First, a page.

The X-Factor

The X-Factor 03 March, 2012
– Lisa Barrett

How do you breed or find that one horse that has that undeniable quality, that one thing that sets them apart, not only in racing terms, but in how they look and race. Millions are spent every year, looking for the “X” factor, that one thing that makes a horse a superstar. In the equine world, that factor is what translates into the big money.

According to research, one thing has emerged as the prerequisite for the elusive “X” factor. Heart size is something which seems to determine not only the performance of the horse at the track, but its breeding future as well. Research indicates that heart size is carried on the X chromosome alone, so a male horse only has a single marker for heart size, whereas the female horse has two. This doesn’t mean though that she will necessarily inherit a large heart, as the male horse inherits one chromosomes from his dam, and that alone determines his heart size, whereas the female has the two X’s and can have either one or both, or no large heart gene. A mare that carries 2 X chromosomes with markers for large hearts, is the one that breeders look for, she is known as a double copy, and she is the goldmine for breeders, as she is likely to have an exceptional record of producing good large hearted progeny, as every foal she produces will have the gene.

In Australia in the 1950’s, a pioneering study was done by Dr.James Steel, a professor of veterinary medicine at Sydney University. Dr Steel used an ECG on 2500 horses to work out a “heart score”. His testing provided convincing evidence of the link between large heart scores and racing performance. Subsequent studies over the years around the world, have confirmed Steel’s research that larger hearts do make better racehorses.

Secretariat - a horse with an enormous heart, in more ways then one.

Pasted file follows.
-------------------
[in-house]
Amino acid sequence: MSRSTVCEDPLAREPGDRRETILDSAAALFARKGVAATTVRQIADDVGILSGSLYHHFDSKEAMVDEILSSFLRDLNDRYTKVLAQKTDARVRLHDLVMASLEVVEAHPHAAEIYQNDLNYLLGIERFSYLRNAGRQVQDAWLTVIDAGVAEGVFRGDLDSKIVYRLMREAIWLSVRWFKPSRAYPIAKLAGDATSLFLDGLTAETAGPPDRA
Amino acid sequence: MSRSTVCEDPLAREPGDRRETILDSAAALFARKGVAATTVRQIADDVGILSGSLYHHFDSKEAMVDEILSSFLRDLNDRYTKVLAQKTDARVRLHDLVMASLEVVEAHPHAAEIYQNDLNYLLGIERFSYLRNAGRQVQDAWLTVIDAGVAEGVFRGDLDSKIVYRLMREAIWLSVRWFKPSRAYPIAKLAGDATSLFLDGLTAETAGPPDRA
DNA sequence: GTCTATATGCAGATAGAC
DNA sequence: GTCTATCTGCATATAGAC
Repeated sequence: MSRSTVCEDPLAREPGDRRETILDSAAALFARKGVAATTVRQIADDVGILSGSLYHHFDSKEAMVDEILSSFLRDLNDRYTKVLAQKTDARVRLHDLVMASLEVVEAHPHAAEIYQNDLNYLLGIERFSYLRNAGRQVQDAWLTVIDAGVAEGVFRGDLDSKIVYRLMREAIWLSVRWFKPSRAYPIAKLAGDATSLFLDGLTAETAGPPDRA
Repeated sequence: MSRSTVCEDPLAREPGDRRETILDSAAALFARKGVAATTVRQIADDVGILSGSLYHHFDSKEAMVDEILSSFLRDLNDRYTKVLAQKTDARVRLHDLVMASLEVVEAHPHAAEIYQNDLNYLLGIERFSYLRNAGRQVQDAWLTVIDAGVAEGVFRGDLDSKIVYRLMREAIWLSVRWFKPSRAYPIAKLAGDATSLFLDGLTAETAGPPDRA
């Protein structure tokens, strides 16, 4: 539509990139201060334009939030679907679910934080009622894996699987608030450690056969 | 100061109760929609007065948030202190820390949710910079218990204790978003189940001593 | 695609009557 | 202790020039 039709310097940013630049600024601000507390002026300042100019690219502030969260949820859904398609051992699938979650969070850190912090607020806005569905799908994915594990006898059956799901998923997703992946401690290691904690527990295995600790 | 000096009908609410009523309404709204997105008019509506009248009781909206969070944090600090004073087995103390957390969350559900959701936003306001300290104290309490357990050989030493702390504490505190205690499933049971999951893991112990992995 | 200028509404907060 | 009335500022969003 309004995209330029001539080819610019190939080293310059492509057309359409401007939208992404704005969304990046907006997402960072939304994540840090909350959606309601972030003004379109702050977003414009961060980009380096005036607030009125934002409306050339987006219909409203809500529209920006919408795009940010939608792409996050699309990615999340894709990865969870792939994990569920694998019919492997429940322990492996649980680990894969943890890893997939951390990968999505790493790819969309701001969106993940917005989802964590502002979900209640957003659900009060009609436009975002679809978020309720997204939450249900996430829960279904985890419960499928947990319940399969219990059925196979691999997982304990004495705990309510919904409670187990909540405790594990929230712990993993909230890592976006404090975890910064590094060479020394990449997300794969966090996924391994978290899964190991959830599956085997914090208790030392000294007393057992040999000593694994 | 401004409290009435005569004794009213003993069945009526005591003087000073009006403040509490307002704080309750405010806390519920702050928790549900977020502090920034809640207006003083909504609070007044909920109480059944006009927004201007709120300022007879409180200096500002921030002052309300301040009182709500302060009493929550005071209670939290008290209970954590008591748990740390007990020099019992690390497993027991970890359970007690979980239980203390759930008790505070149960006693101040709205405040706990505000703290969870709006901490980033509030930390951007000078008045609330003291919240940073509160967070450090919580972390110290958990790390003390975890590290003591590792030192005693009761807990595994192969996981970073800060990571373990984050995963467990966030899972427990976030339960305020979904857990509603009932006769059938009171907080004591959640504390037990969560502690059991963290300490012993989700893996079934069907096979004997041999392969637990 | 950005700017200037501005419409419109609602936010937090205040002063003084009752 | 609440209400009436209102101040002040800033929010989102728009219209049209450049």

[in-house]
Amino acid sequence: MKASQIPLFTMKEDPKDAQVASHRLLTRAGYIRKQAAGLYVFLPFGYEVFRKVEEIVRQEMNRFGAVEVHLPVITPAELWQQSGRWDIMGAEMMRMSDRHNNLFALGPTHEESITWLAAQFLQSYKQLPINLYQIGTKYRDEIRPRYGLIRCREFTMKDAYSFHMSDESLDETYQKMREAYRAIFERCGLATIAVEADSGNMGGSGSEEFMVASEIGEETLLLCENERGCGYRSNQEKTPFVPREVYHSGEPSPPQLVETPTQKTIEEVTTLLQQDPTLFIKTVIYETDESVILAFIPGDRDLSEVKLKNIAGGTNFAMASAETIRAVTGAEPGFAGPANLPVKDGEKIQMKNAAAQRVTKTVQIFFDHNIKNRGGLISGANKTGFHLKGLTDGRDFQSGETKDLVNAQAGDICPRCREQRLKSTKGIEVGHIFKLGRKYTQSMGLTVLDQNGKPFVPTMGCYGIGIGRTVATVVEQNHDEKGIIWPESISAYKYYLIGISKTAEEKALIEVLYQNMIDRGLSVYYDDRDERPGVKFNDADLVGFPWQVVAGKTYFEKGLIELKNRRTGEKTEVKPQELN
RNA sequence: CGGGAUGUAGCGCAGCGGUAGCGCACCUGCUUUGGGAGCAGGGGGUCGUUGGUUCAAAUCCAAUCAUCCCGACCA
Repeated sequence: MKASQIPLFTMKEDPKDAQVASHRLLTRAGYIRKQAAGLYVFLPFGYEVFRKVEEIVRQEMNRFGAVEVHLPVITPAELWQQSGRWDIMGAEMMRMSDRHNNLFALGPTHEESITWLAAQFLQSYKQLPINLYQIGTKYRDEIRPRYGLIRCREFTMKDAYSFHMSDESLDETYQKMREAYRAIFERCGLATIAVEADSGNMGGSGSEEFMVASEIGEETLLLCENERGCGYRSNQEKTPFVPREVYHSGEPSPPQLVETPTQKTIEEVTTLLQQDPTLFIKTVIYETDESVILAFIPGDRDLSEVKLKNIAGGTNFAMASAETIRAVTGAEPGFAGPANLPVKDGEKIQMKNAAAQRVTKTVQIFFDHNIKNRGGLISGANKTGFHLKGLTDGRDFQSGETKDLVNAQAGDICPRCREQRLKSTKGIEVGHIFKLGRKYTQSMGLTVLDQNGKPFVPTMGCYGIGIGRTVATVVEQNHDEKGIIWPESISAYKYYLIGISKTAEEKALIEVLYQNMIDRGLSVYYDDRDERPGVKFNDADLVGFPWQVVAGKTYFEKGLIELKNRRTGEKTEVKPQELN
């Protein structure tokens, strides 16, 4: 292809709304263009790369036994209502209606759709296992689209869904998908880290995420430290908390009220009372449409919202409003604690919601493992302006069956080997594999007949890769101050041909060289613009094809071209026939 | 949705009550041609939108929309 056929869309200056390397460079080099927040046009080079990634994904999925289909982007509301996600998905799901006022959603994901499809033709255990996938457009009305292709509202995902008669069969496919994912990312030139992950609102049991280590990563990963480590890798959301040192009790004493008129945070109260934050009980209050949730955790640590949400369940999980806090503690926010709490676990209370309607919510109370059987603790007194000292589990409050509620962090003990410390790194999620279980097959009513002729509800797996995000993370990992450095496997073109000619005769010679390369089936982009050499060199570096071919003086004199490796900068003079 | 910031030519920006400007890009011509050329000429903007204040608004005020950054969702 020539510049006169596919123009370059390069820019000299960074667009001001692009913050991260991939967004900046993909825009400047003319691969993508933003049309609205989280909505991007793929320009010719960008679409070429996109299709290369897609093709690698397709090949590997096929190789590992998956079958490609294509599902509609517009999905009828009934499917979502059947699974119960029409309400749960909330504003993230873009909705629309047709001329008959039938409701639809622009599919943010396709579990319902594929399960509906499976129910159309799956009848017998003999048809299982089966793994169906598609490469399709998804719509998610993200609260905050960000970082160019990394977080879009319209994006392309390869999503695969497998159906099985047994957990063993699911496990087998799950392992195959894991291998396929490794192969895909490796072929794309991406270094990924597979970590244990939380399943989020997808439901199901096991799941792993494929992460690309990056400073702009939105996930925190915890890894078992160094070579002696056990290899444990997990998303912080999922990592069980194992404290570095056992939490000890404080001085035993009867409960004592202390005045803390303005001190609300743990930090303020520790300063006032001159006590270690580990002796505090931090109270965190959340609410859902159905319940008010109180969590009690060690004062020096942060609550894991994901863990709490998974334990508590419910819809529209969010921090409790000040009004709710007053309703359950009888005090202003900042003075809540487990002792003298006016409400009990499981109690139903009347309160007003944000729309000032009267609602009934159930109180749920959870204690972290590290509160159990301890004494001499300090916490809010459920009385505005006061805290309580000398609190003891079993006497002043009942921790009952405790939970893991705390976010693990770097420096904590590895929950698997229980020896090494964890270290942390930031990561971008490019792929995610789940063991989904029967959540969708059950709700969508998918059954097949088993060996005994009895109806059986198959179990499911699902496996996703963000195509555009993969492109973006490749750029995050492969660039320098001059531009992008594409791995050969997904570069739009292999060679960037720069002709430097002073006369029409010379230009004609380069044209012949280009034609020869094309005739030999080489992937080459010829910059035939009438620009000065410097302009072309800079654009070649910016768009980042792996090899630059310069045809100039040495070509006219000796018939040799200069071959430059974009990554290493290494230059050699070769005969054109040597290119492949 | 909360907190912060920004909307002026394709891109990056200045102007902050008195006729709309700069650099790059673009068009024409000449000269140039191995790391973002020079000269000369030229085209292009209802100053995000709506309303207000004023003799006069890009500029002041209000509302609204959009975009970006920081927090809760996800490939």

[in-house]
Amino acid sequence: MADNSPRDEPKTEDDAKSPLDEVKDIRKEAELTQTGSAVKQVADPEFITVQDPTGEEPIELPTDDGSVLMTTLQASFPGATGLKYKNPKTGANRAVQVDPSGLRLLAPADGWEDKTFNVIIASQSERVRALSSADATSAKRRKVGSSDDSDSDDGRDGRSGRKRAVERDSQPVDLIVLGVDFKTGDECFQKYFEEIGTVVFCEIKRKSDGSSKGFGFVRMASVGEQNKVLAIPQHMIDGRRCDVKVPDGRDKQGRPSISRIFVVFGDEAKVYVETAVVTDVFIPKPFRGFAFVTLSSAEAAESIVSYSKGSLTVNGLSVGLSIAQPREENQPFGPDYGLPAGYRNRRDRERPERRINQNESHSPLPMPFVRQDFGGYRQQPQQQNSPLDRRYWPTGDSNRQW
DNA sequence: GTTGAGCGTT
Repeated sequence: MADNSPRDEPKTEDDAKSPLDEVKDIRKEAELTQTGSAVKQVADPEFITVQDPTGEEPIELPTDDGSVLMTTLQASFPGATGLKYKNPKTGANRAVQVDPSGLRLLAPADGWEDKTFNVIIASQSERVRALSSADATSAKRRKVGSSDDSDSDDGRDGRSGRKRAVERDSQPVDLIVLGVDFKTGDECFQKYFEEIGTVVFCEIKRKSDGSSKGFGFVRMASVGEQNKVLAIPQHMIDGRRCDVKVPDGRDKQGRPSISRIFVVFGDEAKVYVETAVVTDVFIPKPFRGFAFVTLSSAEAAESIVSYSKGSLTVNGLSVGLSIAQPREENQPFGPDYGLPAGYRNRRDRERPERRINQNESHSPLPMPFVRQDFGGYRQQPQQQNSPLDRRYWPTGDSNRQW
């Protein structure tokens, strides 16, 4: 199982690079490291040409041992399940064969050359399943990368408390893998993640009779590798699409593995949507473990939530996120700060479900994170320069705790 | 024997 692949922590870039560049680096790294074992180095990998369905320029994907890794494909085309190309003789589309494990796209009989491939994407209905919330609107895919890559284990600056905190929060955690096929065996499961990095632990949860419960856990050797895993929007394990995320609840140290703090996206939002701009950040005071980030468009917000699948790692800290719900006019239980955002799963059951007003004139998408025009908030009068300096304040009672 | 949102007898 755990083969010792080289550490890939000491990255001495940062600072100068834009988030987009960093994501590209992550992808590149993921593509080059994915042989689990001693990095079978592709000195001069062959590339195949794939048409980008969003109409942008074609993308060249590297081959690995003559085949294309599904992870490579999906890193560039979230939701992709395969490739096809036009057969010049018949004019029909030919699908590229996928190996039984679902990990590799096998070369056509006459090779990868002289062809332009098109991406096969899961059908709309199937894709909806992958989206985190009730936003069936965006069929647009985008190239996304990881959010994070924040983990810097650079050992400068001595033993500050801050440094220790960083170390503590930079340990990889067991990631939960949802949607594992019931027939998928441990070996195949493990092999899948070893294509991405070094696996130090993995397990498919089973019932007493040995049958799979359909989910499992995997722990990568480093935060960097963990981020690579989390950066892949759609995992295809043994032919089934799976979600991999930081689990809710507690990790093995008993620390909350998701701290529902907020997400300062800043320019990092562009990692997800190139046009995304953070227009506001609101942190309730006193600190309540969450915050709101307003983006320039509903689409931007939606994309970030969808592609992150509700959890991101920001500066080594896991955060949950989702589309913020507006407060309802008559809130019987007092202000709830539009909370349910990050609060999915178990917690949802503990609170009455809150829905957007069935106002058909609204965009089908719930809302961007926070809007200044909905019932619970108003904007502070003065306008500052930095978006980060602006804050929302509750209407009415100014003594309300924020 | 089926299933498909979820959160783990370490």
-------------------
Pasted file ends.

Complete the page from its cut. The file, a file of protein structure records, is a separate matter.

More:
Various lines throughout the decades seem to confirm this, and one of the most influential lines in terms of large hearts through the pedigree is that of the great foundation and double copy mare, Mahmoud. Through her line (two generations removed on dam Natalma’s side), Mahmoud was responsible for the greats, Northern Dancer and Rahy. Other great and high producing heart score lines are: the Princequillo line; (Secretariat, Mill Reef and Key To The Mint), the Blue Larkspur line (dam five generations removed on dam Gold Digger’s side of Mr. Prospector and Halo), and War Admiral line (Seattle Slew and Buckpasser) they all carry upwards of 140 heart scores. Another successful double copy mare was Weekend Surprise, dam of Secretariat, A.P.Indy and Summer Squall. Weekend Surprises’ dam, Lassie Dear, was herself a double copy mare, and she successfully produced winners throughout her career at stud, something she thankfully passed down to her daughters.

Autopsies on several well known and legendary racehorses seem to verify this. Secretariat was found to have an abnormally large heart (22 pounds) upon his death, and his racing career certainly indicates this worked in his favour. Although a heart score was never given at the time of his autopsy, it is estimated that Secretariat’s heart score would have been 180 at the very least. The same was true for another champion and rival of Secretariat, Sham, whose heart weighed in at 18 pounds.

More recently, renowned equine cardiologist, Dr Frederic Fregin, measured more than 400 horses with an ECG. His findings were extremely interesting, and certainly seem to back up Steele’s early research. Fregin found the X Factor to be 100 percent consistent, a rarity in scientific research. He concluded that through extensive research, we’ve been able to track the large heart from sire to daughter to granddaughter and grandson and to great-granddaughter and great-grandson.

Yes – there are many other variables to consider when looking for a horse with that “X” factor, environment, nutrition, conformation and attitude, are only a few of the many things that could overshadow this possible genetic contribution. However, the evidence is convincing, and its now up to horsemen and woman alike to do their homework.

Lisa Barrett
– Guest Writer

“Lisa Barrett”, her psuedonym, currently works at a stud farm in the KZN Midlands – a position she has held for the past eight years. She describes herself as “absolutely and totally besotted by horses” and she is in a fortunate position to work with a stallion she idolises every day. She describes herself as “continually fascinated by every aspect of the racehorse business, especially pedigrees!”

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